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BRIGHT IDEAS: Deborah Rhode’s The Beauty Bias

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10 Responses

  1. Logan says:

    While I’m not well versed on this topic in regard to the legal field, I conducted a nationwide survey, while I was working on my undergraduate degree in Marketing for my Marketing Research class, that looked at perceptions hiring managers have on applicants based on how they dressed. I found that an individual’s dress has a fairly large impact on the hiring managers perceptions but that it had no impact on whether the individual was hired; except for in cases where two applicants had the same level of experience (the more attractice and/or better dressed individual was hired). This was the case for both men and women.

    For instance, men who wear lace-up shoes were considered to be more intelligent than men who wear loafers. For women, wearing hosiery made one more intelligent than one that did not wear them, with their skirt/dress.

    I would imagine you would find similar results in the legal field and the potential impact one’s dress has on a jury during trial could be tremendous (i.e. you’re argument might be consider more or less valid/credible based on your appearance).

  2. Kaimi says:

    Beautifully stated, Professors Citron and Rhode.

  3. jimbino says:

    So, if I started a Fat Ugly Poorly-Dressed Women’s Detective Society, I might well kill the competition?

  4. AYY says:

    I haven’t read the book but I’ve been fighting this battle for years and to no avail. At every opportunity I’ve urged, begged, and pleaded for women to wear less makeup, but do they listen? Not at all. So if Prof. Rhode wants to have laws that make it a mandatory 25 years to life for possession for sale of eye shadow, or a law that says “use an eyeliner go to jail”, she can count on my support.

    At this point though I’d be happy if she can get women to stop getting tattoos, piercings, nose rings, and those ridiculous little sparkling thingies they wear on the sides of their noses.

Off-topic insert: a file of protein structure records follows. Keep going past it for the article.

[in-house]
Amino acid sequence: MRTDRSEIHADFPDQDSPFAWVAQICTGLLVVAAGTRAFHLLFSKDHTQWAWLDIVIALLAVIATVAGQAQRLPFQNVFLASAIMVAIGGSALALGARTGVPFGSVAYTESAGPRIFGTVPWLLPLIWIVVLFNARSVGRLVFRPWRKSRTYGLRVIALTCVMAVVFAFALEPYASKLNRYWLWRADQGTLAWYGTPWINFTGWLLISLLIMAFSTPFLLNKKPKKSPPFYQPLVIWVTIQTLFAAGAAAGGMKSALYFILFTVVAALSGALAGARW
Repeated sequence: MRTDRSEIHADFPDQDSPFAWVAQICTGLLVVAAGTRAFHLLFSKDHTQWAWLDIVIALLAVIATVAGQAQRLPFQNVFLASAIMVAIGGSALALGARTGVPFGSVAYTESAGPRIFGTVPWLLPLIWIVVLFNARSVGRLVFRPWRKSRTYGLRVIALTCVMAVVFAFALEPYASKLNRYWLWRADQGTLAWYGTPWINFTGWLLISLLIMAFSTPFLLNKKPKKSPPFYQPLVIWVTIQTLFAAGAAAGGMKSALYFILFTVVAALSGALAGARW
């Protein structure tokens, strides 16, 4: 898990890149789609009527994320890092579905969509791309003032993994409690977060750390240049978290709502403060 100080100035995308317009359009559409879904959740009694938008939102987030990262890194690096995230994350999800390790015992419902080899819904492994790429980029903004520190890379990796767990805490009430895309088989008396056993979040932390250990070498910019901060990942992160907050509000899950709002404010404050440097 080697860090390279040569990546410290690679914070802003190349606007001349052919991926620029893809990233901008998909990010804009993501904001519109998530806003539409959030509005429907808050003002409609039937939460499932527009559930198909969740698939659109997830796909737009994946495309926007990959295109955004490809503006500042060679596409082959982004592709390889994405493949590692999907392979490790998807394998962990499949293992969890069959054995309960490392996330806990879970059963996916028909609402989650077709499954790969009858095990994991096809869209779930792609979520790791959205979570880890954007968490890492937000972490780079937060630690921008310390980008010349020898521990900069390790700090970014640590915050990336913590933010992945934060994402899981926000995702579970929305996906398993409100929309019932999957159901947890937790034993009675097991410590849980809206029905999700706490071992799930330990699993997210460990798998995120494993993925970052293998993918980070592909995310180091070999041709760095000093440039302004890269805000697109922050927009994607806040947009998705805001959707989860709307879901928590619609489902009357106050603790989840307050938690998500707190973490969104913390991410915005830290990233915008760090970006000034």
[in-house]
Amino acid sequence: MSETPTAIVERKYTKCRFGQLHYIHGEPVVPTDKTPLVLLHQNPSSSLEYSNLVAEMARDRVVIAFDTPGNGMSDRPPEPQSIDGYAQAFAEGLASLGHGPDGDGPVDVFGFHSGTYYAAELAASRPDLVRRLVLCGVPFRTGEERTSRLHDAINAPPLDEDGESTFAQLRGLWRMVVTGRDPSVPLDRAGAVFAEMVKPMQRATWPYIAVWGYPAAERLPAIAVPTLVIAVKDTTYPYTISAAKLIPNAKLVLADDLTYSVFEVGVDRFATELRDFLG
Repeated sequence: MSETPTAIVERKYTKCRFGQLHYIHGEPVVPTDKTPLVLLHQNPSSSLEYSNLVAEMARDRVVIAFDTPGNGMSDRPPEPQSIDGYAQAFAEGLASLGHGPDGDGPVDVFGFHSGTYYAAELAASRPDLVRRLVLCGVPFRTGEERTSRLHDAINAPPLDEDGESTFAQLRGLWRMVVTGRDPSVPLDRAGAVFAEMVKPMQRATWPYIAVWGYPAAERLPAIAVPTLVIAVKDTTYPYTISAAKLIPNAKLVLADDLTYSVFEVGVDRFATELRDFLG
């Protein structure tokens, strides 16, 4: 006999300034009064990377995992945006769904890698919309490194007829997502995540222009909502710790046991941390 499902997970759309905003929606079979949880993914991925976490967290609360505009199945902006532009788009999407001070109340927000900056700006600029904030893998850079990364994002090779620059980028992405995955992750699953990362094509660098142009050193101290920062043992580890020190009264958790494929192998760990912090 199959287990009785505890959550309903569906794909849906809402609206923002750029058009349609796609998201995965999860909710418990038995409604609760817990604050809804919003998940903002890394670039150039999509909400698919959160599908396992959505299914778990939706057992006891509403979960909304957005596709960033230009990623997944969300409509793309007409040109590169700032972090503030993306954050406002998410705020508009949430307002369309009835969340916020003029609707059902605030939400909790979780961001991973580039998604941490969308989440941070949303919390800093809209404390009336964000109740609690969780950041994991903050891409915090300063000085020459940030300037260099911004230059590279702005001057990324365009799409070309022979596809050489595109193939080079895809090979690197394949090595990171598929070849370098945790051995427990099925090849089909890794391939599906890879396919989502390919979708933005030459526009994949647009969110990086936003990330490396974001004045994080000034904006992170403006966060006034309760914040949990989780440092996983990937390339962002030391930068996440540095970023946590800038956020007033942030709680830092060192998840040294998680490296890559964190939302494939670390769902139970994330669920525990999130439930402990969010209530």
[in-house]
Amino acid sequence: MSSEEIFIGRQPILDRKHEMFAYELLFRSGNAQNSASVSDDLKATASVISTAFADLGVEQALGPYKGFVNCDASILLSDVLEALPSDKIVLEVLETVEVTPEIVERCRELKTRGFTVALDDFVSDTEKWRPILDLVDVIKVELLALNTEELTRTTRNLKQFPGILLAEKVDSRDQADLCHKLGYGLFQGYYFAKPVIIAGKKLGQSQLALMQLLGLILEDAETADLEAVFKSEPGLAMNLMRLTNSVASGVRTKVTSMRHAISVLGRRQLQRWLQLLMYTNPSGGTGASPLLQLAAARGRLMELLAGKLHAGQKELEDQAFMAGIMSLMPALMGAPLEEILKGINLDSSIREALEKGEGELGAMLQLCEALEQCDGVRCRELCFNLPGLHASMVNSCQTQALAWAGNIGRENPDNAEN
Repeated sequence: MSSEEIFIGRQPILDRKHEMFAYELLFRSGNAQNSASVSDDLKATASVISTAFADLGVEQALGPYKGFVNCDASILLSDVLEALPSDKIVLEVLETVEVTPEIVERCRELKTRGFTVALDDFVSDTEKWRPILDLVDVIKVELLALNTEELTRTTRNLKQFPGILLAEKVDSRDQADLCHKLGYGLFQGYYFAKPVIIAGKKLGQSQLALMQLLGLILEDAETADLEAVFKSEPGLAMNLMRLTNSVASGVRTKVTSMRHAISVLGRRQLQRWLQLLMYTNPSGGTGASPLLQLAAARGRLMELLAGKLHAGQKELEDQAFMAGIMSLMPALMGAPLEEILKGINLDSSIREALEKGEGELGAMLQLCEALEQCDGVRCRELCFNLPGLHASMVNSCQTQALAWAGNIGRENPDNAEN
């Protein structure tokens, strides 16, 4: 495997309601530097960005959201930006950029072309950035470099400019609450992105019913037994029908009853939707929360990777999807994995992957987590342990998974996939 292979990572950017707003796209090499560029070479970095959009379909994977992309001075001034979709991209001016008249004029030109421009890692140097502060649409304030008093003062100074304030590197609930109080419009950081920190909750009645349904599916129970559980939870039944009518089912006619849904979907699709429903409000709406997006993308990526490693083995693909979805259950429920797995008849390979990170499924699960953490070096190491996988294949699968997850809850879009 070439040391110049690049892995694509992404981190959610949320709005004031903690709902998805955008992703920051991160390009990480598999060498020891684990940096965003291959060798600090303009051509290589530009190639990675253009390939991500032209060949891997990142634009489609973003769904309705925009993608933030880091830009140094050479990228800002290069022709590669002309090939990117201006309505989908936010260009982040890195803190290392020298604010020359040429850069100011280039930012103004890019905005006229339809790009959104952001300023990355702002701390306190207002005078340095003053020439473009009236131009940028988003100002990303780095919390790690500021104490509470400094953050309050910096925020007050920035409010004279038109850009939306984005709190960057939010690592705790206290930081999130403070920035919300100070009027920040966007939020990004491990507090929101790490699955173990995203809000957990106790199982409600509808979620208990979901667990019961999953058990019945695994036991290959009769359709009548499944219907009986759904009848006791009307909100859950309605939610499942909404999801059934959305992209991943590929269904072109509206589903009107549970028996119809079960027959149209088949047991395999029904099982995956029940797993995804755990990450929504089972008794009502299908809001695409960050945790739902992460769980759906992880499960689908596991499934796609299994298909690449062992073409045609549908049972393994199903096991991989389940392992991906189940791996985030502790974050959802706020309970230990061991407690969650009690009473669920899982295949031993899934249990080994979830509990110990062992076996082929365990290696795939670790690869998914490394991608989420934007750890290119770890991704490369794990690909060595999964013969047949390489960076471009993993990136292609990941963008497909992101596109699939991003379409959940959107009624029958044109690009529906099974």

5. Uno Hu says:

    There oughta be a law, sure ‘nough. And I can’t wait to see how you would word a law to make illegal appearance bias (never mind that beauty is in the eye of the beholder).

    Maybe simply a law that says if a sasquatch and babe both apply for the same job, it is presumptive evidence, or perhaps even that there is a non-rebuttable assumption, of bias, if one hires the babe??

    Would utilizing an opaque screen between interviewer and interviewee protect the employer if the babe was hired?? What about if you could still smell the sasquatch behind the screen. Would blinded telephone interviews be only safe way to interview?

    The idiocy of this notion just goes on and on!

  6. John David Galt says:

    I agree with Uno Hu. I defy anyone to write a law against this that wouldn’t create worse problems than it solves.

    If Hollywood couldn’t discriminate by appearance, most of its works could not have been made (or would lose the desired artistic effects). Similarly, TV news people and anyone in a sales or public-relations job have to look good lest they drive away customers.

    It sounds like the only way to achieve Ms. Rhode’s goal is to lobotomize everybody so that we no longer have the concepts of “beauty” and “ugliness”. Perish forbid!

  7. Dennis says:

    The answer is simple. All women shall be required to wear the Niqab.

  8. I just plain do not like these “better than thou” people

  9. anon says:

    Former Judge Nottingham resigned after it came out that he hired prostitutes for years and hung out in strip clubs.

    I was in his court several times with a female lawyer in whose favor he always ruled. She always wore tight skirts with a high slit up the back and sling back shoes. I thought at the time she looked like a whore.

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